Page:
Steel companies sell their products on spot steel prices or under long-term supply agreements. In its Flat-Rolled segment, U.S. Steel Corporation (X) sells almost 75% of its produce on contract pricing. AK Steel Holding (AKS) has one of the highest percentages of contract sales in its sales mix. On previous occasions, AKS has also highlighted lower contract pricing as a headwind for 2016. ArcelorMittal (MT) has also said that lower spot prices tend to impact contract pricing as well.
The graph above shows the spot versus contract breakdown of U.S. Steel’s different segments. In its earnings call for 3Q15, company management said that almost two-thirds to three-quarters of these contracts would be rolled over on January 1, 2016. Unfortunately, steel prices and market sentiment were pretty negative at the beginning of the year. This could mean that supply contracts could have been rolled over at lower prices.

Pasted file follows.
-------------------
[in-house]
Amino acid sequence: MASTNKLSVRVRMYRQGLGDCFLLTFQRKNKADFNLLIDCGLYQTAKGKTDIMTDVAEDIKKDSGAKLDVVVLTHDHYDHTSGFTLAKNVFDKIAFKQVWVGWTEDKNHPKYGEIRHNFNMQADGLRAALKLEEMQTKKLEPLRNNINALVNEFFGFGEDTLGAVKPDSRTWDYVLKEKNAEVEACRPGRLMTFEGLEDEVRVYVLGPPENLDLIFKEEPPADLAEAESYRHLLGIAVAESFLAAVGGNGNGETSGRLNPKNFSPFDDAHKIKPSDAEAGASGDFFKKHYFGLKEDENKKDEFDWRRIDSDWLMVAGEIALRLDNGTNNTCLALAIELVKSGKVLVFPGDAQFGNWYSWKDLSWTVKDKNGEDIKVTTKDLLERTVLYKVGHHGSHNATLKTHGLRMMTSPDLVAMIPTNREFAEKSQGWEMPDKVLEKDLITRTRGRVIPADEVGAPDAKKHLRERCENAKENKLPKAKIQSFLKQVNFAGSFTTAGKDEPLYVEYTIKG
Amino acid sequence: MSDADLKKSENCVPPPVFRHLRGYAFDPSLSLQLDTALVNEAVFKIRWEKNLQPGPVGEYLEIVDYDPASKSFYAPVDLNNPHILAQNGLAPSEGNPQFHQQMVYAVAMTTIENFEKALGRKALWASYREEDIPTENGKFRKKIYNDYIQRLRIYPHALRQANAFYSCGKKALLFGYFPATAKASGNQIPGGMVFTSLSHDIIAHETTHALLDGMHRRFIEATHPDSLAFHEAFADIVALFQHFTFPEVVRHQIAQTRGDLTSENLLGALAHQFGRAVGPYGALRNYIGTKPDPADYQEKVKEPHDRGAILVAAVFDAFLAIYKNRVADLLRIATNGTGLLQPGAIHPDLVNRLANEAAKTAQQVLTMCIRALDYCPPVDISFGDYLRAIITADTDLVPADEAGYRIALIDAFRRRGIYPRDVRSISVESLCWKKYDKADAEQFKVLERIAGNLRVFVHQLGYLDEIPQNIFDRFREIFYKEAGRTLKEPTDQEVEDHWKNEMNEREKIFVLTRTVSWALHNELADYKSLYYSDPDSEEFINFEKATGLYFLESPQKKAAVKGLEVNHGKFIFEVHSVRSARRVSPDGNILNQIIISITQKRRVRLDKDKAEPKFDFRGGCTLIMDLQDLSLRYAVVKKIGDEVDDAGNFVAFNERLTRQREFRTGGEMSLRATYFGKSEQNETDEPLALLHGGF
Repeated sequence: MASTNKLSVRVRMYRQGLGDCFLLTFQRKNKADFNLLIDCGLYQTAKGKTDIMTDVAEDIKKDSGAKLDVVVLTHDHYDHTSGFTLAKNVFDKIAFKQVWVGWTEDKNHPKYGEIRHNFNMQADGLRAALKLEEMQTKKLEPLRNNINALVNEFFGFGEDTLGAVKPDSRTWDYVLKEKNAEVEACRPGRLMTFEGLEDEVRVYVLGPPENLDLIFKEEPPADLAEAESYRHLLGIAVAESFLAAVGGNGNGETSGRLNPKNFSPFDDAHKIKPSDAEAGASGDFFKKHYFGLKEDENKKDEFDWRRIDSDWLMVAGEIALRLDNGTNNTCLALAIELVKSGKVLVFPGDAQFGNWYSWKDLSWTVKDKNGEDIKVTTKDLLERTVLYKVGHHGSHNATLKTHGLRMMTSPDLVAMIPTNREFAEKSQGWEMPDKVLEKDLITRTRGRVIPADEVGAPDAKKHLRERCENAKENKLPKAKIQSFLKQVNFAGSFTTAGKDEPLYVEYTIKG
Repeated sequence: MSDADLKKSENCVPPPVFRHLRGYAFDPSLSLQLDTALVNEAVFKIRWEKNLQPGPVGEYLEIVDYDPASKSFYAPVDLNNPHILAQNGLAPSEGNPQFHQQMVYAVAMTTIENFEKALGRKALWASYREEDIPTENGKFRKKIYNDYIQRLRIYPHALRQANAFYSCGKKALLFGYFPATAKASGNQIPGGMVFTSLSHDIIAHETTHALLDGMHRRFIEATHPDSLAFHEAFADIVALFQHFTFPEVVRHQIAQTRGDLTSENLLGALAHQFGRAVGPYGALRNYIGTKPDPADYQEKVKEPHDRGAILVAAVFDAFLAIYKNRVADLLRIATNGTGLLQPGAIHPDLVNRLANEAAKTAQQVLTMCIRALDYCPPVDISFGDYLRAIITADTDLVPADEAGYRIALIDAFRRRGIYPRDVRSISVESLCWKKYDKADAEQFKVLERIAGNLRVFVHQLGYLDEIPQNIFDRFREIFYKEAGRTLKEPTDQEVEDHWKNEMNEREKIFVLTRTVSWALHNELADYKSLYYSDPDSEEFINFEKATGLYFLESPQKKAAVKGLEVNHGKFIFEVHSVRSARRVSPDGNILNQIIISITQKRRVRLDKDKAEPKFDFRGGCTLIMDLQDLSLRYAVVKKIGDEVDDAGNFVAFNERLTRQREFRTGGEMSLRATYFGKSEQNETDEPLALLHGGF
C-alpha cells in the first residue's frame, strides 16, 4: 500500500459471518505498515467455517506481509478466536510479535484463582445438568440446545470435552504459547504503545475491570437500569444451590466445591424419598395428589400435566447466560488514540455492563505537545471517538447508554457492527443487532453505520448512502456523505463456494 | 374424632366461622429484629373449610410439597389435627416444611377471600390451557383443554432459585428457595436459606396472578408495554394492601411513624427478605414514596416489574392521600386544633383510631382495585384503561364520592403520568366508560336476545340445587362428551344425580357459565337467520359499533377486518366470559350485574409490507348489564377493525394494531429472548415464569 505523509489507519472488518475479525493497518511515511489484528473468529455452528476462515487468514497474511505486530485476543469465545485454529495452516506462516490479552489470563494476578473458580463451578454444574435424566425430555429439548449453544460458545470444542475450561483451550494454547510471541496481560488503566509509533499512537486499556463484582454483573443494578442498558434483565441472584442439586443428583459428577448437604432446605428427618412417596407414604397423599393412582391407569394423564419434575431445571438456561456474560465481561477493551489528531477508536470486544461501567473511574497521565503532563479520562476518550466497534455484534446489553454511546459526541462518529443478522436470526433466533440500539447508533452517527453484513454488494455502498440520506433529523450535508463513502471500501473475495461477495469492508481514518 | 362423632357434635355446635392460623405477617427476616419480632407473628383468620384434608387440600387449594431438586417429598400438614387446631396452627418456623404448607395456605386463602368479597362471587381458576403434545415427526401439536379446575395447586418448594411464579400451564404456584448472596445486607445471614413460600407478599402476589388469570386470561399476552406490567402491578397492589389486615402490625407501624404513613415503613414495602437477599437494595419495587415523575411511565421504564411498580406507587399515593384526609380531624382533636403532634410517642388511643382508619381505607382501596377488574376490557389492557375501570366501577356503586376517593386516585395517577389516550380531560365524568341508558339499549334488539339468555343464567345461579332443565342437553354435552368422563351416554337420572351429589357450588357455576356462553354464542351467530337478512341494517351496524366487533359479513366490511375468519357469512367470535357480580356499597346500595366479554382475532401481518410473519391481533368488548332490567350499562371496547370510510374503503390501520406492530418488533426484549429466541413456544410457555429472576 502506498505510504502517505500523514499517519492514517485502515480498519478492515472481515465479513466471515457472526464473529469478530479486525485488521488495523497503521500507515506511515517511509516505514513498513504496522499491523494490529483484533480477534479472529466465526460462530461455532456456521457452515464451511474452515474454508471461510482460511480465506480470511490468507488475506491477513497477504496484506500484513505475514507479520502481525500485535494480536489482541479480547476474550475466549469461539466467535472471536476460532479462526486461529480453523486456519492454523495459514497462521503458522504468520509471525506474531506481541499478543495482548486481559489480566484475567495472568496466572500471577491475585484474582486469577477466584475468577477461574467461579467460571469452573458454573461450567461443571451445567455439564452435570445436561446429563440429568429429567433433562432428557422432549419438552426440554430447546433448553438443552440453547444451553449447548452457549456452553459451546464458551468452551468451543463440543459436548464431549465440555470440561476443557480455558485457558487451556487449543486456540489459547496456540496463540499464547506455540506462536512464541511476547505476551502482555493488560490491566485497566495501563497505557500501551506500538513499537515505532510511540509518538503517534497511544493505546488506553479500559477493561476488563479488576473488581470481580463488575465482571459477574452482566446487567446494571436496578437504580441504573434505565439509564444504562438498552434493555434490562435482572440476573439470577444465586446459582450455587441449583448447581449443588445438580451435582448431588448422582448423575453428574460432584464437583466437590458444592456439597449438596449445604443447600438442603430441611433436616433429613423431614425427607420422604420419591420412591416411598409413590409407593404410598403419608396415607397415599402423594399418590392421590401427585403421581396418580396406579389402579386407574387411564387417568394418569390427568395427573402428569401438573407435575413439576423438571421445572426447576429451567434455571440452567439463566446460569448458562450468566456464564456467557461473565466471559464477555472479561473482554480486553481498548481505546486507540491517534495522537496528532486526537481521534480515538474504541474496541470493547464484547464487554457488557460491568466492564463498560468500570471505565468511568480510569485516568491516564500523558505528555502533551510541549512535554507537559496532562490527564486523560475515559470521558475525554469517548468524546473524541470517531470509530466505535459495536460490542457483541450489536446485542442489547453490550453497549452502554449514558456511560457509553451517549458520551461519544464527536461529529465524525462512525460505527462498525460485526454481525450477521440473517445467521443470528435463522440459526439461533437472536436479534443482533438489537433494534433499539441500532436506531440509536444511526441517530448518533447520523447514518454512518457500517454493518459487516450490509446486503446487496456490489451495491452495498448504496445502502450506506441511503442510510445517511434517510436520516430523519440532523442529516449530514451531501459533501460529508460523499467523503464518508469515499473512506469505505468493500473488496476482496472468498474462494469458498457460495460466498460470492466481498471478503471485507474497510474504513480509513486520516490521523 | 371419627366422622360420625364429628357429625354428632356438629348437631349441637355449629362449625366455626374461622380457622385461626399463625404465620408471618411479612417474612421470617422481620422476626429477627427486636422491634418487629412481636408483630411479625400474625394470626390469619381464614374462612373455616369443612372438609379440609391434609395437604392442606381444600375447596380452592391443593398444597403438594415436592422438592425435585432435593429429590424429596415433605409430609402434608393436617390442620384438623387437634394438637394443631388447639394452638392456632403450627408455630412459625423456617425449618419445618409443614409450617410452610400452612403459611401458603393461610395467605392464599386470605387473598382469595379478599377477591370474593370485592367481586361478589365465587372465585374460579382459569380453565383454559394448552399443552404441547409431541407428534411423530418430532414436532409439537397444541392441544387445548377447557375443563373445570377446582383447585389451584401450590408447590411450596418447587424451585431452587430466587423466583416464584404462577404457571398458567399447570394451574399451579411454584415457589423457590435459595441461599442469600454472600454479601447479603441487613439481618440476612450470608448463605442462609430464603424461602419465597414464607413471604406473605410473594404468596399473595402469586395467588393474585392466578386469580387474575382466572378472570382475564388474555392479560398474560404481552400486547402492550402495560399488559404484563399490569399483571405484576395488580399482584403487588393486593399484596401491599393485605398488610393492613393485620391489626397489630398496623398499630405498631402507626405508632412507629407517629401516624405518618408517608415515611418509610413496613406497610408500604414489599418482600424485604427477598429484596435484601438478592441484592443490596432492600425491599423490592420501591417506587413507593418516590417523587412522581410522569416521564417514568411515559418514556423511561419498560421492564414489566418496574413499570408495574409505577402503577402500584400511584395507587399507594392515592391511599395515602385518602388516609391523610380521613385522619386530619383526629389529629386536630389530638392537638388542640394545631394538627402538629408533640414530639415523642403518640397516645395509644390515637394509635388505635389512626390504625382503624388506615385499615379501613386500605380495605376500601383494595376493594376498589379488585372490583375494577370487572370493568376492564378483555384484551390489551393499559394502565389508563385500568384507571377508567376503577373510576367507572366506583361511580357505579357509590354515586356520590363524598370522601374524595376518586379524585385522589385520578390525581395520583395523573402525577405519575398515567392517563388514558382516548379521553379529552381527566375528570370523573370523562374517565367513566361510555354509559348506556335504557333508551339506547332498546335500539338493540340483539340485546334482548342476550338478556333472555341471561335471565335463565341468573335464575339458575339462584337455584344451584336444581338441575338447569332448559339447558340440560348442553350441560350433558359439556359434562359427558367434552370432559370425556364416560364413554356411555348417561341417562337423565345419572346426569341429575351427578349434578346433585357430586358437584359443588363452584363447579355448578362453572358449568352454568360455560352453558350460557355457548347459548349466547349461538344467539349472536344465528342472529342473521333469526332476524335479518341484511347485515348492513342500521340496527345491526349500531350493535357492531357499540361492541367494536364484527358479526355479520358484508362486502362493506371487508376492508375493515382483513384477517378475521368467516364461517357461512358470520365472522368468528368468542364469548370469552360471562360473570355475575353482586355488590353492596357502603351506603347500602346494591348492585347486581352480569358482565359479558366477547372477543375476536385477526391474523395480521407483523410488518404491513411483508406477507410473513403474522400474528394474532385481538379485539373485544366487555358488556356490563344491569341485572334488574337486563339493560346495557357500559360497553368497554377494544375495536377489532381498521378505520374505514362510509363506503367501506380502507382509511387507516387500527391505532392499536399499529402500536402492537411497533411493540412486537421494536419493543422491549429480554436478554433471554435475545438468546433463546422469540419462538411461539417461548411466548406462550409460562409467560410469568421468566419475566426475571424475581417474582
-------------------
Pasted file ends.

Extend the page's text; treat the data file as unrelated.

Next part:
However, this does not mean the end of the road for U.S. Steel. In the Flat-Rolled segment, 20% of U.S. Steel’s supply contracts have a quarterly reset while 13% of shipments have a monthly adjustment. Still, 32% of U.S. Steel’s Flat-Rolled shipments are firm, which might not get reset with further changes in steel prices.
Notably, 32% of U.S. Steel’s spot shipments in fiscal 2015 were in the spot market. These sales should gain from rising spot steel prices in the United States (VTI). We should also note that U.S. Steel faces both risks and opportunities in 2016. (You can read Analysts Have Conflicting Opinions about US Steel to explore this in detail. You can also read Has U.S. Steel Corporation Run Ahead of its Fundamentals? to learn more about U.S. Steel’s soaring valuations.)